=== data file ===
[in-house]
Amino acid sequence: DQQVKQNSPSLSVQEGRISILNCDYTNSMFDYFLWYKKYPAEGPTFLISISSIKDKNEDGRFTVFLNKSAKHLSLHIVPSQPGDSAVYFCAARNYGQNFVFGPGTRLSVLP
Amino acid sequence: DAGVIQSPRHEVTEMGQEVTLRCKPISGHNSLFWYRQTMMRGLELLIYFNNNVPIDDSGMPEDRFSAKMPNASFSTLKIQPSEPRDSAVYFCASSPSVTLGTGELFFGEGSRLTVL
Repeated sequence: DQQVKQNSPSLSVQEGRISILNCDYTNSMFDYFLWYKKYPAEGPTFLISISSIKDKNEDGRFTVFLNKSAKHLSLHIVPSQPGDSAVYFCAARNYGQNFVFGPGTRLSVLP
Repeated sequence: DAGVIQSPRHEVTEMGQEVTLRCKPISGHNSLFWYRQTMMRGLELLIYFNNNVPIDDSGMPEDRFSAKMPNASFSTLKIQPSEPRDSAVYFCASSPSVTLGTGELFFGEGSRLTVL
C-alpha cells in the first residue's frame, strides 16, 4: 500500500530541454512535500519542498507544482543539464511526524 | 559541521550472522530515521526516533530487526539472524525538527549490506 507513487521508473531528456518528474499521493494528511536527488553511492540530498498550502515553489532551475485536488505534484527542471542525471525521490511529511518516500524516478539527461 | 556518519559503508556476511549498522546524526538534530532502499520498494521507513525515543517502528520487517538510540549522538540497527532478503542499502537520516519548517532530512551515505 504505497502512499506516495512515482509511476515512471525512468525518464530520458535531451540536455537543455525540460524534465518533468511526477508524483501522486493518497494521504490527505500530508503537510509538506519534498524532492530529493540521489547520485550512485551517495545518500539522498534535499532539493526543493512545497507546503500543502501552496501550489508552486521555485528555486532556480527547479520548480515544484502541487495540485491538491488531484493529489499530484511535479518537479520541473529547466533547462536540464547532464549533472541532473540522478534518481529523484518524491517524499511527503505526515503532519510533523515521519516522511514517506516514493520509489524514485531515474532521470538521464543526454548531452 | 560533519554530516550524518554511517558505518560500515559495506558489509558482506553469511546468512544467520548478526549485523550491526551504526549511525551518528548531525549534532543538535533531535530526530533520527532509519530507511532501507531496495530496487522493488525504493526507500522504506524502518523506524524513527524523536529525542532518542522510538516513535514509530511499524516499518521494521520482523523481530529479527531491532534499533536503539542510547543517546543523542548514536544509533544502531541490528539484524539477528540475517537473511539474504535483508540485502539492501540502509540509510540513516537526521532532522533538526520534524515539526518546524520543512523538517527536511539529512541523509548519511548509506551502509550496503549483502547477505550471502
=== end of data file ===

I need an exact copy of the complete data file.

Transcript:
[in-house]
Amino acid sequence: DQQVKQNSPSLSVQEGRISILNCDYTNSMFDYFLWYKKYPAEGPTFLISISSIKDKNEDGRFTVFLNKSAKHLSLHIVPSQPGDSAVYFCAARNYGQNFVFGPGTRLSVLP
Amino acid sequence: DAGVIQSPRHEVTEMGQEVTLRCKPISGHNSLFWYRQTMMRGLELLIYFNNNVPIDDSGMPEDRFSAKMPNASFSTLKIQPSEPRDSAVYFCASSPSVTLGTGELFFGEGSRLTVL
Repeated sequence: DQQVKQNSPSLSVQEGRISILNCDYTNSMFDYFLWYKKYPAEGPTFLISISSIKDKNEDGRFTVFLNKSAKHLSLHIVPSQPGDSAVYFCAARNYGQNFVFGPGTRLSVLP
Repeated sequence: DAGVIQSPRHEVTEMGQEVTLRCKPISGHNSLFWYRQTMMRGLELLIYFNNNVPIDDSGMPEDRFSAKMPNASFSTLKIQPSEPRDSAVYFCASSPSVTLGTGELFFGEGSRLTVL
C-alpha cells in the first residue's frame, strides 16, 4: 500500500530541454512535500519542498507544482543539464511526524 | 559541521550472522530515521526516533530487526539472524525538527549490506 507513487521508473531528456518528474499521493494528511536527488553511492540530498498550502515553489532551475485536488505534484527542471542525471525521490511529511518516500524516478539527461 | 556518519559503508556476511549498522546524526538534530532502499520498494521507513525515543517502528520487517538510540549522538540497527532478503542499502537520516519548517532530512551515505 504505497502512499506516495512515482509511476515512471525512468525518464530520458535531451540536455537543455525540460524534465518533468511526477508524483501522486493518497494521504490527505500530508503537510509538506519534498524532492530529493540521489547520485550512485551517495545518500539522498534535499532539493526543493512545497507546503500543502501552496501550489508552486521555485528555486532556480527547479520548480515544484502541487495540485491538491488531484493529489499530484511535479518537479520541473529547466533547462536540464547532464549533472541532473540522478534518481529523484518524491517524499511527503505526515503532519510533523515521519516522511514517506516514493520509489524514485531515474532521470538521464543526454548531452 | 560533519554530516550524518554511517558505518560500515559495506558489509558482506553469511546468512544467520548478526549485523550491526551504526549511525551518528548531525549534532543538535533531535530526530533520527532509519530507511532501507531496495530496487522493488525504493526507500522504506524502518523506524524513527524523536529525542532518542522510538516513535514509530511499524516499518521494521520482523523481530529479527531491532534499533536503539542510547543517546543523542548514536544509533544502531541490528539484524539477528540475517537473511539474504535483508540485502539492501540502509540509510540513516537526521532532522533538526520534524515539526518546524520543512523538517527536511539529512541523509548519511548509506551502509550496503549483502547477505550471502